If you've driven two hours to get to the Delaware State Fair and spent a few hours walking, spinning and eating your way through it, another two-hour drive home might not seem like much fun. If you head an hour east, you will be at the Delaware beaches, where you can spend the night and relax on the sand the next day. Or you can head an hour west to Annapolis, MD, a charming small town that's filled with history, a walkable downtown filled with restaurants, souvenir and ice cream shops, and is home to the United States Naval Academy, which welcomes visitors.
Heading to Annapolis doesn't mean you have to give up on the beach idea. Sandy Point State Park is just a few miles from Annapolis and has a beach on the Chesapeake Bay. In fact, you can see as you cross the Chesapeake Bay Bridge (not to be confused with the Chesapeake Bay Bridge Tunnel) on your way from Delaware to Annapolis.
Undecided about our plans, we packed the Terrain that GMC provided for us, with our beach gear — chairs, umbrella, cooler — and luggage. As it turned it, the Terrain, as a compact SUV, was an ideal choice for this trip. It easily held all of our beach equipment, had the power to run the AC full blast with no loss of power on the highway and, when we arrived in Annapolis, fit easily down the sometimes narrow streets. We even managed to parallel park on the one-lane Main Street, something that might have been more of a challenge in a larger SUV. Its sensors helpfully vibrated the driver's seat as we backed into our parking spot, something it also does when you are moving faster and it senses that you may be too close for comfort to the vehicle in front of you.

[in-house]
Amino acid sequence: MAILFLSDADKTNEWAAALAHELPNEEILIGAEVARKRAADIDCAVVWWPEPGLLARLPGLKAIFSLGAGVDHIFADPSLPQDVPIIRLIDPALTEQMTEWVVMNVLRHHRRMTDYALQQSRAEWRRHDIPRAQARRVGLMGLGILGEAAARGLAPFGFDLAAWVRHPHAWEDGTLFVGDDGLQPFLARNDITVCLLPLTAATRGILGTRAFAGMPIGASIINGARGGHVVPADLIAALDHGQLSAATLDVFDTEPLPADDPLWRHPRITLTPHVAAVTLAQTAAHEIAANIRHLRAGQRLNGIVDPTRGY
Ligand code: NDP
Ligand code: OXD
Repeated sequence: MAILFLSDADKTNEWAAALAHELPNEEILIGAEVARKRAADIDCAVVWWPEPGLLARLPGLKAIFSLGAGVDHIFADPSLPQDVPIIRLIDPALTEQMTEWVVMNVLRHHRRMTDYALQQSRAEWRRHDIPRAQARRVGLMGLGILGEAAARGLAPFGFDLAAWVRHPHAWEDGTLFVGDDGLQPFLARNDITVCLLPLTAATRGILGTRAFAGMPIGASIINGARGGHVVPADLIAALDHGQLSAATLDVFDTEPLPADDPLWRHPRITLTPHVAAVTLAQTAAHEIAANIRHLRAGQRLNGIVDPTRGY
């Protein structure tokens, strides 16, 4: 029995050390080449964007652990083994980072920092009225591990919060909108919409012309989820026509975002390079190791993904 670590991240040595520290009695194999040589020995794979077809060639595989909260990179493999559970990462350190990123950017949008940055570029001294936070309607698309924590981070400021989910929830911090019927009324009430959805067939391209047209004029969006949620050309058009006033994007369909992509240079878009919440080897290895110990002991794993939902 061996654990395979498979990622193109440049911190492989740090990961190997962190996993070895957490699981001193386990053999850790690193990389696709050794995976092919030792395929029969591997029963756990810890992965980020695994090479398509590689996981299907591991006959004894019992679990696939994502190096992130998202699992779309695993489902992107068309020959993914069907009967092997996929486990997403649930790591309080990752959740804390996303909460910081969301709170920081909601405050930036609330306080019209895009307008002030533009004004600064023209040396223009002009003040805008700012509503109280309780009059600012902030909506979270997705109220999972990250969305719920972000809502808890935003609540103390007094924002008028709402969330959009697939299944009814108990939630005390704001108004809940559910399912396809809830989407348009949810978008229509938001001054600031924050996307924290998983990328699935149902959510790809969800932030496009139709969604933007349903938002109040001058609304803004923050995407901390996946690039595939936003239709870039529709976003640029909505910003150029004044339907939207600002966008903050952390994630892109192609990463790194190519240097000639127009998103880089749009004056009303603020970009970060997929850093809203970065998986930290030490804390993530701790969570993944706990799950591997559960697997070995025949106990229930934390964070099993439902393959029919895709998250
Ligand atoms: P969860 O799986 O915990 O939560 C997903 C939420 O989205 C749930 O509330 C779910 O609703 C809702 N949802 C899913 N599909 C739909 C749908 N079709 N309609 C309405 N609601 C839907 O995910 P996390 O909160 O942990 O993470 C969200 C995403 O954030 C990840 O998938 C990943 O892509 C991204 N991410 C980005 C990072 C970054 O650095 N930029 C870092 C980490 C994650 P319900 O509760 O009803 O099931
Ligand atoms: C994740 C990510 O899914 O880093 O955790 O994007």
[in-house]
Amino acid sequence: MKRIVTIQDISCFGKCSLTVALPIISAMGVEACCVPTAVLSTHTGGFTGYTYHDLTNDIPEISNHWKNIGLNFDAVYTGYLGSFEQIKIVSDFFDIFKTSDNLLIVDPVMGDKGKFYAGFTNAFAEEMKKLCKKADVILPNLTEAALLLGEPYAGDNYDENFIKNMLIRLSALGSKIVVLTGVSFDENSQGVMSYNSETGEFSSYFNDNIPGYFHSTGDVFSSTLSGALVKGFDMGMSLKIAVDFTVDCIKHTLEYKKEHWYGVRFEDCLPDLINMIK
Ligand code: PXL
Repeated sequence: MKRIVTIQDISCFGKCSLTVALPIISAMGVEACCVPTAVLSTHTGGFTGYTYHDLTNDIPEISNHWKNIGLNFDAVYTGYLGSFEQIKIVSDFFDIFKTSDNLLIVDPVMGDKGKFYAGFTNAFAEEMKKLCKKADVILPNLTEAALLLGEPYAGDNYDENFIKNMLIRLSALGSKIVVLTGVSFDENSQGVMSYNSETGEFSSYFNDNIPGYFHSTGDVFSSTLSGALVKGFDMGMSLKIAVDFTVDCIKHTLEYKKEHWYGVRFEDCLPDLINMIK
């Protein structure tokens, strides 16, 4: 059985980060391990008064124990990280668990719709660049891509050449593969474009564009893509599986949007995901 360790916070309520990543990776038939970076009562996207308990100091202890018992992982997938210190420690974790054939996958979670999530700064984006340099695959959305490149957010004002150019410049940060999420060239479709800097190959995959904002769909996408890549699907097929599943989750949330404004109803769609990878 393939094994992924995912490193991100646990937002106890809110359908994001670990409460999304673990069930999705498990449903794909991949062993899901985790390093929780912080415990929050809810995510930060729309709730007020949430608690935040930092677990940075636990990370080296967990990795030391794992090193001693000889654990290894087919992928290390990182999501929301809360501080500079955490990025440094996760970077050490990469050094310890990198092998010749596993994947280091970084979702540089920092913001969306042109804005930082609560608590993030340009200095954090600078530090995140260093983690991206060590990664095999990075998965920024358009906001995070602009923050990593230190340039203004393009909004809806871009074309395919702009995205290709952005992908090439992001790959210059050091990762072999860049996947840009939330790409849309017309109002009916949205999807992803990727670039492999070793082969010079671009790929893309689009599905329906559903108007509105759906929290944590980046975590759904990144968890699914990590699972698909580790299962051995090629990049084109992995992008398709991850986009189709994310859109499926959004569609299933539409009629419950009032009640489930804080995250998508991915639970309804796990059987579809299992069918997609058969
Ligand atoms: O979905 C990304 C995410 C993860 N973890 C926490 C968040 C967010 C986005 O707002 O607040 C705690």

One of the appeals of Annapolis is that once you find a good parking spot (there are also private lots and public parking garages), you may not need to move again for awhile; almost everything you'd want to see — from the shopping district, to the small inlet with the fancy yachts, to historic buildings — are within a few blocks. On-street meter parking is limited to two hours, however, so choose a lot or a garage if you plan to spend the day.
Best of all, the Naval Academy is literally a one-minute walk from the heart of downtown, which is good because unless you have a handicap or military permit, you can't park on the Academy grounds.
The short stroll up to the Academy will take you right to the its Armel-Leftwich Visitor Center. Bring a photo ID for everyone 18 and older. While the Academy website cautions that some state licenses that are not Real ID compliant may not be accepted, we didn't have a problem with our standard Pennsylvania driver's licenses.
The visitor's center is a newer building that provides an introduction to the history and mission of the Academy through interactive displays and videos. Admission is free, but you can pay $12 ($10 for kids) for a 75-minute guided tour of campus, which ends at the Academy museum, which houses the largest collection of seventeenth- and eighteenth-century model ships in North America.
The visitors center also includes a gift shop, which has exactly the kind of sweatshirts and t-shirts you'd expect for a college gift shop plus all kinds of other paraphernalia, from sailor hats to mini Marine dress uniforms.
If the kids aren't keen on Navy souvenirs, there are plenty of other places back in town to shop, along with a couple ice cream parlors as well as plenty of spots for lunch or dinner.
Grab an ice cream cone and head for a bench near the dock, which is small but often so crowded with expensive boats it's been dubbed Ego Alley. A perfect, peaceful way to finish off the day.